This is the second part of a series of articles on rule of law issues surrounding the Swaziland Government’s response to COVID-19. In part one I argued that the Prime Minister’s March 17, 2020 declaration of COVID-19 as a national emergency was unlawful because he acted under the dictation of the King and secondly he conflated a national emergency with a state of emergency. In this contribution, I focus on the legality of the April 26, 2020 pronouncement by the National Commissioner of Police, William Dlamini.
On Sunday April 26, 2020 the National Commissioner of Police called a news conference. At this conference he informed the nation that travels into and out of Manzini would be strictly restricted with effect from the following day. The reason the Commissioner gave for his edict was that it was clear that Manzini was the epicentre for COVID-19.
The background of the Commissioner’s announcement was that on March 27 the Prime Minister Ambrose Dlamini had announced a partial shutdown and his Deputy Themba Masuku had issued the Coronavirus (COVID-19) Regulations of 2020 (“the Regulations”). The partial lockdown had two primary objectives. The first was to limit the spread of COVID-19 and the second was to prevent harming the economy by allowing services designated as essential to continue functioning during the partial lockdown.
The intention of the Regulations is to facilitate the achievement of the twin objectives of the lockdown. On April 15 the partial lockdown was relaxed by allowing specified low-risk and non-essential businesses to resume operations under strict hygiene conditions. At that time there were 16 confirmed cases of COVID 19. Seven days later the number of infections had doubled to 32. This development forced the Prime Minister to make a humbling U-turn by moving from a relaxed partial lockdown back to a partial lockdown with effect from April 24.
The following day the country recorded 16 new COVID 19 cases bringing the total to 56. This was the biggest daily increase in the number of confirmed cases. Out of the 56 cases, 35 were from the Manzini region. The National Commissioner made his “decree” against this backdrop.
Regulation 11 empowers the Senior Medical Officer-Public Health in collaboration with the National Emergency Task Force on COVID-19 to take containment measures to prevent the spread of the disease including “sealing off that geographical area” and “banning entry and exit of the population from the containment area”.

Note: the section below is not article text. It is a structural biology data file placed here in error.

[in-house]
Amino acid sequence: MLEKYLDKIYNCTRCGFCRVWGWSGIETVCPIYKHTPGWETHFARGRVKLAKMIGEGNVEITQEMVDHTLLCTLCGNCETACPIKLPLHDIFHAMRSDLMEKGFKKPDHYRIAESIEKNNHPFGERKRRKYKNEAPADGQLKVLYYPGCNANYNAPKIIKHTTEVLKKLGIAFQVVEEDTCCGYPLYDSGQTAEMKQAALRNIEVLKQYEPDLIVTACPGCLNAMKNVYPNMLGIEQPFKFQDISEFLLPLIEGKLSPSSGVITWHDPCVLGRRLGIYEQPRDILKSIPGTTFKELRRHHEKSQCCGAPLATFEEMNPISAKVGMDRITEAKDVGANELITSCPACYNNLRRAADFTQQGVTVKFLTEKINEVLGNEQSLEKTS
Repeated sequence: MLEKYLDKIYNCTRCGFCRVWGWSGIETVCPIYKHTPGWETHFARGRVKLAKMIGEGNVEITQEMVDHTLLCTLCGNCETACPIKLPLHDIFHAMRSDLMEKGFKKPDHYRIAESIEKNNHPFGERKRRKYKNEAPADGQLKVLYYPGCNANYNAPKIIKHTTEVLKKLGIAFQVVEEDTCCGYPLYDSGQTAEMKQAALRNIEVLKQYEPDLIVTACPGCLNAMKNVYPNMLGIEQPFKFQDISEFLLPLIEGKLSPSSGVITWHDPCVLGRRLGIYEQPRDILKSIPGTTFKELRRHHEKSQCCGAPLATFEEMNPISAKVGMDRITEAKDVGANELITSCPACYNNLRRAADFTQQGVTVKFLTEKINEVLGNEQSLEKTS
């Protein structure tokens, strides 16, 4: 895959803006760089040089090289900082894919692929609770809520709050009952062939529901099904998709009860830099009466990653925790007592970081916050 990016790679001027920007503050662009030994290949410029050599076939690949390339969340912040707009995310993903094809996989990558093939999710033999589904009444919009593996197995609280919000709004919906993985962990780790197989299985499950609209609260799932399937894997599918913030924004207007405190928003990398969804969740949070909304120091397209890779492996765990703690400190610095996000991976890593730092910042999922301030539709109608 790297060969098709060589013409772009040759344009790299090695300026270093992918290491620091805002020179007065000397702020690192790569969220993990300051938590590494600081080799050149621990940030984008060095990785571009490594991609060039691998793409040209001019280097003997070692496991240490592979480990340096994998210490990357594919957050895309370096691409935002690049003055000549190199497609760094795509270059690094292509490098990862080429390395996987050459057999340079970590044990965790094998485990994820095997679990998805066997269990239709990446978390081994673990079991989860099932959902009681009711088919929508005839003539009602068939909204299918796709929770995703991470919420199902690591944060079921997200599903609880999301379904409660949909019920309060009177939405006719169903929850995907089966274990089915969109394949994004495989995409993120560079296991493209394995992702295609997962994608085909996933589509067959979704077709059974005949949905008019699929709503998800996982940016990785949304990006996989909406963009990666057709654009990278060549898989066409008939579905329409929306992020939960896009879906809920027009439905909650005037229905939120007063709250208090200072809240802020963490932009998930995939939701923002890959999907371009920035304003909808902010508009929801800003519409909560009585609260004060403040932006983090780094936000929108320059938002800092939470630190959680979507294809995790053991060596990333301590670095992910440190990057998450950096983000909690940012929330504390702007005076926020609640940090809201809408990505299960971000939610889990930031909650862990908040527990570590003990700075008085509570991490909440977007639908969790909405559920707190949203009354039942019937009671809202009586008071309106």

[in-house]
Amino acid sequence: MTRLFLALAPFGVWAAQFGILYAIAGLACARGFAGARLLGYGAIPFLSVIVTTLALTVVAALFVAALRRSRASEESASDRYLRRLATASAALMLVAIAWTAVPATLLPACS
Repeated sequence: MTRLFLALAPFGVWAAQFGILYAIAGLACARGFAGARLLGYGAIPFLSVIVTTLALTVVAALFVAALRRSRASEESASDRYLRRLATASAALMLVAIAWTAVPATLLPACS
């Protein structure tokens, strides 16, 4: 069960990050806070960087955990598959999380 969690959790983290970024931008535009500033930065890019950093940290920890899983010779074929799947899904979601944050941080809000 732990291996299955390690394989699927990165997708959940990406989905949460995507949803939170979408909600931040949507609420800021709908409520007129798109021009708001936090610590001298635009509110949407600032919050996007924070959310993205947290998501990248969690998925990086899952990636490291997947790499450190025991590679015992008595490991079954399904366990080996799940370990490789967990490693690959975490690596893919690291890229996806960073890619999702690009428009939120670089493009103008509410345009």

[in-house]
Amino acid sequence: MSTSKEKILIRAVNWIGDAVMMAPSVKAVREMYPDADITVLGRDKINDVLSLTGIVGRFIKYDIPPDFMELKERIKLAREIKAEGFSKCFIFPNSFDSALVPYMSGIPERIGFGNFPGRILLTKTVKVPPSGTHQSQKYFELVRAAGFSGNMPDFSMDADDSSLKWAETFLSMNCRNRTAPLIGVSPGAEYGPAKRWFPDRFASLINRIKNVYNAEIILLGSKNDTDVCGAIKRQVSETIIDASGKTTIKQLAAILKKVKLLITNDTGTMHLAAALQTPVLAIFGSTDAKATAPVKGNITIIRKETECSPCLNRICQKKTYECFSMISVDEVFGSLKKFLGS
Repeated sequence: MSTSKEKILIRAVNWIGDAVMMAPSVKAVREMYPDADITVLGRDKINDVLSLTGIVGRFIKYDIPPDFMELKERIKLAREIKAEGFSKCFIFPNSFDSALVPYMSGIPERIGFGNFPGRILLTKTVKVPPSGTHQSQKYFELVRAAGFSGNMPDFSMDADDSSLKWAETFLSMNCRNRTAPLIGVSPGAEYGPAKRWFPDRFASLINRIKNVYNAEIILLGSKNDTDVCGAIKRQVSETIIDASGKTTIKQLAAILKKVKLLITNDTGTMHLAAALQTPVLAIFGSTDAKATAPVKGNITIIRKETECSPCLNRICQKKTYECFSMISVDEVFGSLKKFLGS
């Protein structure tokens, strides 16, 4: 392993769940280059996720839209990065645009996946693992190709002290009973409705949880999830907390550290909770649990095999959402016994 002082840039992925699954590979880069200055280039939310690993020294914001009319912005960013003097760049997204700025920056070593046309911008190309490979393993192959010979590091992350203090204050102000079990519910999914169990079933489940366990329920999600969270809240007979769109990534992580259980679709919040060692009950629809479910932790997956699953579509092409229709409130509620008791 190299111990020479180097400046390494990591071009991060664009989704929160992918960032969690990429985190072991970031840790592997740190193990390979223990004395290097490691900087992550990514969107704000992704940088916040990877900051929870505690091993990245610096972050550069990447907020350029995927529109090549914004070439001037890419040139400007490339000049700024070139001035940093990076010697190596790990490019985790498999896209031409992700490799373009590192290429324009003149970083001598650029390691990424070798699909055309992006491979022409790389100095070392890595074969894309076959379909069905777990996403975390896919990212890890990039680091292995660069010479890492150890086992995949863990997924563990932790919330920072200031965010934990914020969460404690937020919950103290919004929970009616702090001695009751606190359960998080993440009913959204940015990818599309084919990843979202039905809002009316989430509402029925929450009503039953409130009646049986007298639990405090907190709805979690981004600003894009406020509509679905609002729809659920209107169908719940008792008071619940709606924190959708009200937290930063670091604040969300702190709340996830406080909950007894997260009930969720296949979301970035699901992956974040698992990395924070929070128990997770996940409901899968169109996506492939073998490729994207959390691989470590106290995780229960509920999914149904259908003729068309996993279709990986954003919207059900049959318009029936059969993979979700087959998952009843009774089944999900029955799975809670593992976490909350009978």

Regulation 32 sanctions the Prime Minister, Cabinet Ministers and other named officers to issue guidelines to address, prevent and combat the spread of COVID-19. Regulation 32(6) is specific to the National Commissioner. He is empowered to issue guidelines to address, prevent and combat the spread of the disease in all police stations, police posts and holding cells.
A decision taken by a public officer must not only be lawful but it must be clear. Members of the public must know with reasonable certainty how they are expected to act in the light of the decision.
The National Commissioner purported to prevent the spread of COVID-19 by banning the entry and exit of people into Manzini. The National Commissioner had no power to restrict the freedom of movement of people in the manner he did. That power belongs to the Senior Medical Officer–Public Health who is a doctor in the employ of the Ministry of Health. The Commissioner’s “decree” was therefore illegal. His administrative authority, in as far as COVID-19 is concerned, is limited to police stations, police posts and holding cells.
The Manzini region includes the municipal area of Manzini, peri-urban areas and rural areas. The National Commissioner’s edict did not, and could not, specify which part of Manzini he was referring to because as of April 26 the Ministry of Health had not stated the geographic areas in Manzini where COVID-19 was prevalent. The Commissioner’s pronouncement was therefore void for lack of certainty.
NB: Litchfield is an Advocate based in South Africa